I disagree! There is no doubt that it is a pulsejet. Though, I think it's more precise to say that it is a pulsating ramjet. It is as simple as this: you are simulating forward velocity by using the kinetic energy in your fuel, on an engine that will not sustain statically on any other fuel delivery method.

I take issue with the proof coming from your thrust stand. True, there is a net posetive mass flow out the tail, as in a ramjet or, ready? a "pulsejet" in forward velocity.

Your thrust setup, no matter how you have done it is a mass (the engine and all supporting bracketry) on a spring, and has a natural frequency much lower than the thrust oscillation you know the engine has. Even if it did cross zero (which it does not unless you subtract the intake massflow from the exhaust massflow), and I know your loadcell is up to it, your setup will never dip below zero because the system hasn't the frequency response.

Best regards!
Mike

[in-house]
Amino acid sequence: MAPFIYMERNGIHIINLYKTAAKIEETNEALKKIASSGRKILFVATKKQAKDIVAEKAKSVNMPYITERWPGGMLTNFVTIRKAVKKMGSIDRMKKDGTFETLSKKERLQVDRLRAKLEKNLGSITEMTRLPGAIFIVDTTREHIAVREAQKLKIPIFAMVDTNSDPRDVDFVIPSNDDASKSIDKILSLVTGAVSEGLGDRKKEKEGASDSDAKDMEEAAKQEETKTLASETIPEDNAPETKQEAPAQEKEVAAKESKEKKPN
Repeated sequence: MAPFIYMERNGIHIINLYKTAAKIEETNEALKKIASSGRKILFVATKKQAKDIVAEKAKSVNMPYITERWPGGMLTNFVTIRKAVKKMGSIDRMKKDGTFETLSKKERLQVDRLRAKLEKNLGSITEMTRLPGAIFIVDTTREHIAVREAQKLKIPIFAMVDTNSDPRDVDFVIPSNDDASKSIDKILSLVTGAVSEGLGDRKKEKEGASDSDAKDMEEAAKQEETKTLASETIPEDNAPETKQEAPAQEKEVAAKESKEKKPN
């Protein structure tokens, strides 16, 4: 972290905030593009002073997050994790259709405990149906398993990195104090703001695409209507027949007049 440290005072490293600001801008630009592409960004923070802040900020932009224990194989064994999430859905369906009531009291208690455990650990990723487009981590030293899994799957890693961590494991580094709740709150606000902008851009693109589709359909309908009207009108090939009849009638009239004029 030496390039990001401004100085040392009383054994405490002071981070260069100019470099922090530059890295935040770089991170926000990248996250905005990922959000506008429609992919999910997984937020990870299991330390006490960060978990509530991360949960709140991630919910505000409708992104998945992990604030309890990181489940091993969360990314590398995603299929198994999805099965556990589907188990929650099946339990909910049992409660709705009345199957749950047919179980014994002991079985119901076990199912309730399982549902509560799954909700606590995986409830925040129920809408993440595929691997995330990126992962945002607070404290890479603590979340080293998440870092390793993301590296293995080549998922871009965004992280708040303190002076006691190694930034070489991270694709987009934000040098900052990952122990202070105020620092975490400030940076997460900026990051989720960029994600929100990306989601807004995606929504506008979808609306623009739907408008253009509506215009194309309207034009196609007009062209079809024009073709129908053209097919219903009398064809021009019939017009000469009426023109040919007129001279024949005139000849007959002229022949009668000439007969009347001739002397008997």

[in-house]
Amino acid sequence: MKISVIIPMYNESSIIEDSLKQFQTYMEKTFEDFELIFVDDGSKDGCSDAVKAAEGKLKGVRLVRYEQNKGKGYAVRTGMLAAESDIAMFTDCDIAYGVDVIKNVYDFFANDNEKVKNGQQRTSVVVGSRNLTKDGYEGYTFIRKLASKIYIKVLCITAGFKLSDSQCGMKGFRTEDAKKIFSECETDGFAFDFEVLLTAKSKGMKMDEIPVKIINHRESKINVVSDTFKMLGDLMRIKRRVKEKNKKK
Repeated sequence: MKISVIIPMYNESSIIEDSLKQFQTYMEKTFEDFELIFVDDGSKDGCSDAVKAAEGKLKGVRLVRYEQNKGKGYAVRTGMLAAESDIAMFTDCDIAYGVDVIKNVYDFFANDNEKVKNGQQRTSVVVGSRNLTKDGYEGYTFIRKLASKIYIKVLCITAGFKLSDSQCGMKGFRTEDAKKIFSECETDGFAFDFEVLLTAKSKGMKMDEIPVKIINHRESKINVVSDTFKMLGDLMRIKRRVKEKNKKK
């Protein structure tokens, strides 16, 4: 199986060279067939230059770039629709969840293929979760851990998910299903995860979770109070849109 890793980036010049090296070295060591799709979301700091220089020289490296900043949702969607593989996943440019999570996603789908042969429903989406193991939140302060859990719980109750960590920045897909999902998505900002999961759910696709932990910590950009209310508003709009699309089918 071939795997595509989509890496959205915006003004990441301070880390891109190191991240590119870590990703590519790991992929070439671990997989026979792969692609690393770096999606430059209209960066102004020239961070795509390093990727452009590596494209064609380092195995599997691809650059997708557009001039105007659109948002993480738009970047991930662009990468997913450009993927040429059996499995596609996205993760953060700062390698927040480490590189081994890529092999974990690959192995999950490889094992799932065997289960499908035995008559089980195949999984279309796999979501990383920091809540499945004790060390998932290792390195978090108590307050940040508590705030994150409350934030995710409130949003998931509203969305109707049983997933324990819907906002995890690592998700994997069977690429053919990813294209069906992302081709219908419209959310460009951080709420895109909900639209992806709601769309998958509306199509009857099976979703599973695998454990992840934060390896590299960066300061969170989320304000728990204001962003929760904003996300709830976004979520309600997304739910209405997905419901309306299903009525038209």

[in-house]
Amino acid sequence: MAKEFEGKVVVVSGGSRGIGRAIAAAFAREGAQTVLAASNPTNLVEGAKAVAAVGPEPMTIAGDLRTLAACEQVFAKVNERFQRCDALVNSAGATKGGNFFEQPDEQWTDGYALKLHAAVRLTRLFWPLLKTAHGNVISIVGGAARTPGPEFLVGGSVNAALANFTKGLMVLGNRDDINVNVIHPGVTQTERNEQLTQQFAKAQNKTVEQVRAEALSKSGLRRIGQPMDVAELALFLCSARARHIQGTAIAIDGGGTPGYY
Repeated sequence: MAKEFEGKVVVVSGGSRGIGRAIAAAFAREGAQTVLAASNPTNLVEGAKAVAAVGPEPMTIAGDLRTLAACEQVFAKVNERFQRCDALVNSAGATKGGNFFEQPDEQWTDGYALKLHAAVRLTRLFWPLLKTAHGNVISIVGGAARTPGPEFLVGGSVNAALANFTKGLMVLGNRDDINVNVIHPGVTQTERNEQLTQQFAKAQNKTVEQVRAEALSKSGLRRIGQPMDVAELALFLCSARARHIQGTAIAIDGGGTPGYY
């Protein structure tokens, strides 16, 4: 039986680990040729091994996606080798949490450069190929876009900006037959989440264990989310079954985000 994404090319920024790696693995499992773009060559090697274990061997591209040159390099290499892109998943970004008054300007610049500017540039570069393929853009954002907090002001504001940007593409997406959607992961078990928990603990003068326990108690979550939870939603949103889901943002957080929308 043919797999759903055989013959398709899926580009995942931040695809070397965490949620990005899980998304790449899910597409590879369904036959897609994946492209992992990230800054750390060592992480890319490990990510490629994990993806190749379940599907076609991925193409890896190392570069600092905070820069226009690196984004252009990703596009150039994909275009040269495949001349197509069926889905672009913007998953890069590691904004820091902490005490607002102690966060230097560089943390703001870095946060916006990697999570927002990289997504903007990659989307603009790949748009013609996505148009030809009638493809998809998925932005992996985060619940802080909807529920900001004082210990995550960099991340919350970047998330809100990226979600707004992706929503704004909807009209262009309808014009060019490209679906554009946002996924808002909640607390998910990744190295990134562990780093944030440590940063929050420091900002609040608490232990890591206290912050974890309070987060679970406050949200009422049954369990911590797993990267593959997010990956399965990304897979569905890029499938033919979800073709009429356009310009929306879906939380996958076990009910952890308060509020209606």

__________________________
Follow my technical science blog at: http://mikeeverman.com/
Get alerts for the above on twitter at: http://twitter.com/mikeeverman

luc
Posts: 768
Joined: Fri Dec 05, 2003 5:05 pm
Antipspambot question: 125
Location: Quebec, Canada

he he he ...

Post by luc » Tue Jun 15, 2004 5:08 pm

He he he ..

Well ... I think this is the kind of debate that could go on for numerous pages and ages. So why don't we just go on with what diffinitions we have now ... Such as Lockwoods, pulse jets, pressure jets and others ... Anyway, for my self, I am quite satisfied with what we have now ... He he he.

I guess four years of testing got into me and that I am ready for damn good vacations ... So okey guys ... The pressure jet is a pulse jet ... he he he.

Have a good day ...

Luc ................................Out.
Luc
Designer & Inventor

Mike Everman
Posts: 4930
Joined: Fri Oct 31, 2003 7:25 am
Antipspambot question: 0
Location: santa barbara, CA